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(Zagreb) - Thousands of people in Croatia with intellectual or mental disabilities are forced to live in institutions that strip them of their privacy, autonomy, and dignity, Human Rights Watch said in a report released today. The Croatian government has done little to provide alternatives to institutions, despite promises to the European Union and United Nations, and the number of people in institutions is growing, Human Rights Watch said.

The 74-page report, "‘Once You Enter, You Never Leave': Deinstitutionalization of Persons with Intellectual or Mental Disabilities in Croatia," documents the plight of the more than 9,000 persons with intellectual or mental disabilities living in institutions and the lack of community-based programs for housing and support.

"Imagine always having to ask permission to leave the place where you live, having no privacy to take a shower, and no chance to decide what to eat or when to go to bed," said Amanda McRae, fellow with the Europe and Central Asia division at Human Rights Watch and the author of the report. "This is the reality for thousands of people living in institutions in Croatia."

Human Rights Watch research found that while more than 4,000 persons with mental disabilities are living in institutional settings in Croatia, the country has places for only  sixteen people in supportive community living programs. The situation is not much better for people with intellectual disabilities: Croatia has facilities for only about 250 people in community living programs, while approximately 5,000 remain in institutions.

The experience with deinstitutionalization in other countries in Europe and North America has shown that individuals with mental or intellectual disabilities can live in the community with support and that those who live in the community enjoy a far better quality of life than those in institutions.

"In the community, I was free," Marija S., a current institution resident who once lived in a supportive community program, told Human Rights Watch. When she lived in the community, Marija could work, shop for her own food, and come and go as she pleased from her apartment, all parts of normal life that she is denied in an institution.

Croatia's failure to end institutionalization and provide community-based alternatives stands in sharp contrast to its promises to promote the rights of people with disabilities. Croatia was among the first countries to ratify the UN Convention on the Rights of Persons with Disabilities. Croatia has also pledged to deinstitutionalize people with mental and intellectual disabilities in an agreement with the European Union, linked to its preparations for EU membership. The contents of a recent government plan for deinstitutionalization have not yet been made public.

The report recommends that the Croatian government replace institutions with support programs that provide housing and assistance for life in the community and that give people with disabilities a meaningful choice of where and how to live. These steps are essential to ensuring the right of people with disabilities to live in the community, a basic right outlined in the convention.

"Croatia has positioned itself as a leader on disability rights," McRae said. "But when it comes to the right to live in the community, it has nothing to be proud of. Real leadership on this issue will require a serious and sustained commitment to provide community-based housing and support for people with disabilities."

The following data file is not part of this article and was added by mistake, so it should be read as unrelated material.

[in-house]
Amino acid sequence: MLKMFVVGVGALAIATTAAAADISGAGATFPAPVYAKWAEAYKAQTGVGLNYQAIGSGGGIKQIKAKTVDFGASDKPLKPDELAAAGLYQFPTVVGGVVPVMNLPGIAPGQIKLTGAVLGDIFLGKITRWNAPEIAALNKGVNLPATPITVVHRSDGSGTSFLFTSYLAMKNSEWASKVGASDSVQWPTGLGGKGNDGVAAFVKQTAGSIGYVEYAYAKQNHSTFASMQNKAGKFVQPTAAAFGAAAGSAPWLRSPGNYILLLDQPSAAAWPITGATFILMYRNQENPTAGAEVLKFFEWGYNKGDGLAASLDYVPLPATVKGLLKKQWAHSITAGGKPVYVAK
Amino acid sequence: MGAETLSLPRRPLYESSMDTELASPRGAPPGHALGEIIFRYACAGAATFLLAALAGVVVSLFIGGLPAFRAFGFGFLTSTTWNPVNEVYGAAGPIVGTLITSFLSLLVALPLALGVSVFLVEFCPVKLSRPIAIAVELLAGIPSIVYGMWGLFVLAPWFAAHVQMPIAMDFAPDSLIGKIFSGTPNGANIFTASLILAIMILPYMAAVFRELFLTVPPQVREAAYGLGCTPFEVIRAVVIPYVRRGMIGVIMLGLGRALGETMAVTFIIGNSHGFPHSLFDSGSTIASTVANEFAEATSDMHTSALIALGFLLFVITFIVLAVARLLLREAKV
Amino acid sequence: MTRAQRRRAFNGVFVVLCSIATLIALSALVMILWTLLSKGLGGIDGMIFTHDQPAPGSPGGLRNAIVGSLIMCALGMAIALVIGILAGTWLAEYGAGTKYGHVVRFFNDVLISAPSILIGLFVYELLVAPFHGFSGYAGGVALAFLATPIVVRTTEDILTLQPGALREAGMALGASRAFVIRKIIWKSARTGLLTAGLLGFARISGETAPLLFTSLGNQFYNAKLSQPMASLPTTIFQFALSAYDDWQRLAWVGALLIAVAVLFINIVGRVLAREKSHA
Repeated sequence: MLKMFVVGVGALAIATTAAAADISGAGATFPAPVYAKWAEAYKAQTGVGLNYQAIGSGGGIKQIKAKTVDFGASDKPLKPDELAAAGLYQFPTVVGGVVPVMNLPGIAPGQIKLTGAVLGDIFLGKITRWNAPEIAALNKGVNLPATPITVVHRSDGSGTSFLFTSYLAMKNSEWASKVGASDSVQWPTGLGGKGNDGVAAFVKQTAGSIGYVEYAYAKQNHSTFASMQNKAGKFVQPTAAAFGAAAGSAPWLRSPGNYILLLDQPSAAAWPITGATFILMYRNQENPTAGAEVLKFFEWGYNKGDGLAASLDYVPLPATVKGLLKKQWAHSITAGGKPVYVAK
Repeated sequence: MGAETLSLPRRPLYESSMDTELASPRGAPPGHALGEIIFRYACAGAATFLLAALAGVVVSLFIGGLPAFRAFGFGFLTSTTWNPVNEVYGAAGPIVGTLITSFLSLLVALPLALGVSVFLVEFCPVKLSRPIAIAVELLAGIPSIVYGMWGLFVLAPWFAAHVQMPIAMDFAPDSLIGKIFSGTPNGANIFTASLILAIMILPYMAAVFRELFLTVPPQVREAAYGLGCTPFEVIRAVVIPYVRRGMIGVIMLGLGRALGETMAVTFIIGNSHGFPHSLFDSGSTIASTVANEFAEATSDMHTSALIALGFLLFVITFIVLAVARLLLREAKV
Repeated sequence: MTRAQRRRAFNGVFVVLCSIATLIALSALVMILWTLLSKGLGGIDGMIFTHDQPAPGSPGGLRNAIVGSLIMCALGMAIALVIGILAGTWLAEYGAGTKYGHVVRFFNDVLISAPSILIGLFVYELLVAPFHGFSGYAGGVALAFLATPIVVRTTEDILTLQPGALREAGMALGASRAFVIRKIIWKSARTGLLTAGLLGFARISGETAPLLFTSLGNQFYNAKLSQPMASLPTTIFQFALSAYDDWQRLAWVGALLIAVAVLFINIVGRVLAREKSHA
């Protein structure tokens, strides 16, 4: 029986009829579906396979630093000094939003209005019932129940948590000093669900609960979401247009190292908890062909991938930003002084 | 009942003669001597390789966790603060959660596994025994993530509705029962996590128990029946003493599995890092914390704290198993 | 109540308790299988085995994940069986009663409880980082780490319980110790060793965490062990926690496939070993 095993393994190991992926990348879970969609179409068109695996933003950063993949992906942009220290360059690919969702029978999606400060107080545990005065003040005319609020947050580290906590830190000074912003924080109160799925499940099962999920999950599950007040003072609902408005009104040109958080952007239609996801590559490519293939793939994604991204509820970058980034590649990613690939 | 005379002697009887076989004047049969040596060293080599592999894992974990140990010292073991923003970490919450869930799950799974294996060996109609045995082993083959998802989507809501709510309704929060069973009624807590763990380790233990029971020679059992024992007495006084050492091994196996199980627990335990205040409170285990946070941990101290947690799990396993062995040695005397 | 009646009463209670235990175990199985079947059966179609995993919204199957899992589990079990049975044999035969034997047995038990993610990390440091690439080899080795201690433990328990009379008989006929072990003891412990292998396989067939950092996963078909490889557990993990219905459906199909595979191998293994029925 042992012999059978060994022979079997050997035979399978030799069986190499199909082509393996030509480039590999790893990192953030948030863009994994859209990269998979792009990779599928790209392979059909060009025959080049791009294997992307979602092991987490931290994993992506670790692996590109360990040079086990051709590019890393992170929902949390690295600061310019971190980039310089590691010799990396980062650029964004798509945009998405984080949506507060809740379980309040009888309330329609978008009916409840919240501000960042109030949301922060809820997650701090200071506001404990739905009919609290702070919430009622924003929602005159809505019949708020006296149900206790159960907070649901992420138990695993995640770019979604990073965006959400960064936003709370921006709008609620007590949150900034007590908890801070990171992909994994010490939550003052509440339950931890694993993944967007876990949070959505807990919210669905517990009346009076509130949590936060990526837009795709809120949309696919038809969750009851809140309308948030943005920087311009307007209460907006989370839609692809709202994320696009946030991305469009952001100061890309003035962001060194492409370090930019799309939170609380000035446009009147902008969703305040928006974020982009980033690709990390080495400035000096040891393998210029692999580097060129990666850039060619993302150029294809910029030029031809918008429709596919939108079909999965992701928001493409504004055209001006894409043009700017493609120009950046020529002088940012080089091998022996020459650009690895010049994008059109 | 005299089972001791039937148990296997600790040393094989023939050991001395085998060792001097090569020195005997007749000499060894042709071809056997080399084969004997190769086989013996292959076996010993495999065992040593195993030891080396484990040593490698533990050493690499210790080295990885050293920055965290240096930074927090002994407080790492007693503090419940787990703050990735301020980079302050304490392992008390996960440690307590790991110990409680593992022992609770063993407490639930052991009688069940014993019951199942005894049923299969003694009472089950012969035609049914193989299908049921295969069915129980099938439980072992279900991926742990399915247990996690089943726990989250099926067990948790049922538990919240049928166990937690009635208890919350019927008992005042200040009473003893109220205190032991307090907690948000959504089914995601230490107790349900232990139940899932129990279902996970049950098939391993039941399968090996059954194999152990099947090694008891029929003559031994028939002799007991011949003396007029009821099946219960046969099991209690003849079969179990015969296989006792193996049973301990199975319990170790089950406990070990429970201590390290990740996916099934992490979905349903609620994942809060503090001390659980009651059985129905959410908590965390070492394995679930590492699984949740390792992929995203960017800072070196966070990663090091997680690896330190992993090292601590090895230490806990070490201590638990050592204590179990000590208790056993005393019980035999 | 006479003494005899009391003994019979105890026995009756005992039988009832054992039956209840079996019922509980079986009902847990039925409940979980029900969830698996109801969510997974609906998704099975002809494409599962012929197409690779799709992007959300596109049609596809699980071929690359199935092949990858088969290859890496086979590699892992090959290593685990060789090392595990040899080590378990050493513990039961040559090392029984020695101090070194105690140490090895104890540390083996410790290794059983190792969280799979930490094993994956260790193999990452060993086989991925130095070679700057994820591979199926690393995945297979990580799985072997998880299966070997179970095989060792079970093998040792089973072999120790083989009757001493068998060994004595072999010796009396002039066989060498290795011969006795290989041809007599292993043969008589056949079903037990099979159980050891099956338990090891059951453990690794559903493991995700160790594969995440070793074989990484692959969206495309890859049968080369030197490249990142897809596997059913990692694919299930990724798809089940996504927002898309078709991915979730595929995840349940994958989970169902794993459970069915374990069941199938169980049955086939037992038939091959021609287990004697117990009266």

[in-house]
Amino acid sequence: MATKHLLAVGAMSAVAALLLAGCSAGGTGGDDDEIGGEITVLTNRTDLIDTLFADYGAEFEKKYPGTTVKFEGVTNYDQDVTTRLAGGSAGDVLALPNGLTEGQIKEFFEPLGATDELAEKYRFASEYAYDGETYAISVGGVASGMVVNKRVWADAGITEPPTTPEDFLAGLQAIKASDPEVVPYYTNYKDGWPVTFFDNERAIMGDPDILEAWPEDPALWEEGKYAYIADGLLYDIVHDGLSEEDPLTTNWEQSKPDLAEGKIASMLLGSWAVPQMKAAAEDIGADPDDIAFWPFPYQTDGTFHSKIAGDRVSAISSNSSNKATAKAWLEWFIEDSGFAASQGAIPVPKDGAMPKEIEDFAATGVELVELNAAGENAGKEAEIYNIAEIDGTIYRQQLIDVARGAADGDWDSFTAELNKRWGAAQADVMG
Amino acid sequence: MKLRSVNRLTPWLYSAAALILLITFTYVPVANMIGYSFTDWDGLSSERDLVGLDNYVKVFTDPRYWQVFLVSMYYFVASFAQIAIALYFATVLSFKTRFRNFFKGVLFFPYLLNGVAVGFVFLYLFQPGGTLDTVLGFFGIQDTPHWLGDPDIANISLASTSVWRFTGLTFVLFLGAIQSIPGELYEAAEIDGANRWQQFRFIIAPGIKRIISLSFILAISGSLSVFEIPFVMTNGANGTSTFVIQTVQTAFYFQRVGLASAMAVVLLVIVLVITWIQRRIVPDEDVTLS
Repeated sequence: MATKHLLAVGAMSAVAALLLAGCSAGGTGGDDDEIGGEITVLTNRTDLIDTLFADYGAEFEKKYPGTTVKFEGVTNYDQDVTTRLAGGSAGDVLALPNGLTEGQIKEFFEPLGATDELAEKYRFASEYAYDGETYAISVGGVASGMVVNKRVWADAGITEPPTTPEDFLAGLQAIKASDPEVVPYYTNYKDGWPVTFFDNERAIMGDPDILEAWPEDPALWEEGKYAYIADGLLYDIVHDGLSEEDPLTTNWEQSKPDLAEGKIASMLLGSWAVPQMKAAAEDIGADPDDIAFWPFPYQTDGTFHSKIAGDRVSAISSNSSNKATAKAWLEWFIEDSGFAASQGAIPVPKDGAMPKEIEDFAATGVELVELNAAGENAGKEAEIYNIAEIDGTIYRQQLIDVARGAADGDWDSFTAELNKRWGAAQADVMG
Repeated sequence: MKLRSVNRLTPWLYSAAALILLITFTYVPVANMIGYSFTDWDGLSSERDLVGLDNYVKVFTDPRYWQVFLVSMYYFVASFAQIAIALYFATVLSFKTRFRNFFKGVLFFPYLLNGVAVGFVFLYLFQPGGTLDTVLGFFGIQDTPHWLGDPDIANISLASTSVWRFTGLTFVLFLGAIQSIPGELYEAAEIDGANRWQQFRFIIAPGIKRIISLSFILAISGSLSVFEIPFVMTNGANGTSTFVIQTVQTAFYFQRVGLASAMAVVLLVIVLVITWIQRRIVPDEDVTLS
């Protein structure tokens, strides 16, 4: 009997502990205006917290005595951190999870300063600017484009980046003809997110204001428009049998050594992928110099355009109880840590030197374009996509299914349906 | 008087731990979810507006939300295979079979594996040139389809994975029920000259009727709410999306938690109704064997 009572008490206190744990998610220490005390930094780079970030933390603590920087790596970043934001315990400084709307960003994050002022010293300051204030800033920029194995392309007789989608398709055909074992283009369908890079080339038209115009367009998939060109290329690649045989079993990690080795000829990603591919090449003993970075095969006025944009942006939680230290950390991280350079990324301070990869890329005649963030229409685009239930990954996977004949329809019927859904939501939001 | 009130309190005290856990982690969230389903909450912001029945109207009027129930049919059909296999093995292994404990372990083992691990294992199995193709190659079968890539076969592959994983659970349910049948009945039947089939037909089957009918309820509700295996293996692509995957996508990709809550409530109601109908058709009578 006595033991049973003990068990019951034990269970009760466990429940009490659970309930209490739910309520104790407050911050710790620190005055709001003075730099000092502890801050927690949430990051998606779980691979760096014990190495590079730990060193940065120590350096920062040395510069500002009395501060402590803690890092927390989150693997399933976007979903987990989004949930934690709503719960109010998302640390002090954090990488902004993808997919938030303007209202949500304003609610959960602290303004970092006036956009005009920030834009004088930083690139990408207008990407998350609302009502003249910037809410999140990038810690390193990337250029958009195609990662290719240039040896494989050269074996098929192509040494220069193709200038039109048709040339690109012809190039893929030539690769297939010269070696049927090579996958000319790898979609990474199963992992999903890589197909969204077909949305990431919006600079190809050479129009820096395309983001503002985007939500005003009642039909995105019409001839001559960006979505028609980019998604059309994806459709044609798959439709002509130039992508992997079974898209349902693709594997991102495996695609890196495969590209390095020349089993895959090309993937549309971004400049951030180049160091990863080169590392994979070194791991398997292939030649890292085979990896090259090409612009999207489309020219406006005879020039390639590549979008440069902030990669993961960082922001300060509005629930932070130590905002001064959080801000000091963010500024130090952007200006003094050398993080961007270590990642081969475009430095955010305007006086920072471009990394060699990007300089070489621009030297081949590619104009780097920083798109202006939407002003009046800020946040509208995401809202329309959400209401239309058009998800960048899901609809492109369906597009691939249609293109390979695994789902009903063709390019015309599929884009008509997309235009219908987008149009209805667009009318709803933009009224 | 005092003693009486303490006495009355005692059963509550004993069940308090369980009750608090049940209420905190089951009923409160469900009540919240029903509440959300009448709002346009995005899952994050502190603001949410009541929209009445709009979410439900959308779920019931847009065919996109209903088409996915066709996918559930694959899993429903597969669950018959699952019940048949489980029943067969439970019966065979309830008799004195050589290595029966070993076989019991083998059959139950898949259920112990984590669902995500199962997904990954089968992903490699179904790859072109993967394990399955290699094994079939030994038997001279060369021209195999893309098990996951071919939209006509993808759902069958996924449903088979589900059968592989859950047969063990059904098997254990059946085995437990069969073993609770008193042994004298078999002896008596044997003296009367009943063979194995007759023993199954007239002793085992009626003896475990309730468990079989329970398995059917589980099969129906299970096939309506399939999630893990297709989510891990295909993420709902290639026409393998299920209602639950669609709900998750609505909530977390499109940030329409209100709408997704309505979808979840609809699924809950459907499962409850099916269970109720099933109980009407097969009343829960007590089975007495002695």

About 70 percent of the 9,000 persons with intellectual or mental disabilities in institutions were placed there by guardians after a court stripped them of legal capacity -- the right to make decisions for themselves. That process, coupled with a lack of regular judicial review and other safeguards, puts them at risk of arbitrary detention.

Approximately 30 percent live in these institutions by choice, but that choice is not meaningful because there are so few other options, Human Rights Watch said.

The report is based on field research in Croatia in November and December 2009, including visits to nine institutions and interviews with current and former residents, staff, civil society organizations, and government officials.

 Two Cases From the Human Rights Watch Report

  • Marija S., a young woman with both mental and intellectual disabilities living in an institution in Karlovac, has been in and out of institutions for most of her life. In July 2009, after two years in a community living program, her disabilities became more severe. Because of the lack of government and community-based programs for people with mental disabilities, she was forced to move back into an institution. There she can no longer work, make any decisions for herself, or freely interact with the rest of the community. She told Human Rights Watch that she does not expect that she will ever be able to live in the community again.
  • Senada H. agreed to move into an institution at the age of 23 because her family could no longer take care of her. She could not live on her own without help, and there was no support available to her outside of an institution. At the institution, individuality was discouraged and privacy was scarce - residents could not choose what to eat, where to go, or even when to go to bed. There was only one bathroom for 20 people, both women and men. Senada is one of the few lucky ones who was able to leave and live on her own, after seven-and-a-half years in the institution. She gets support from a program that works with 150 former institutions residents. Despite its success, this program has not received an extended government contract to serve additional people since 2006.


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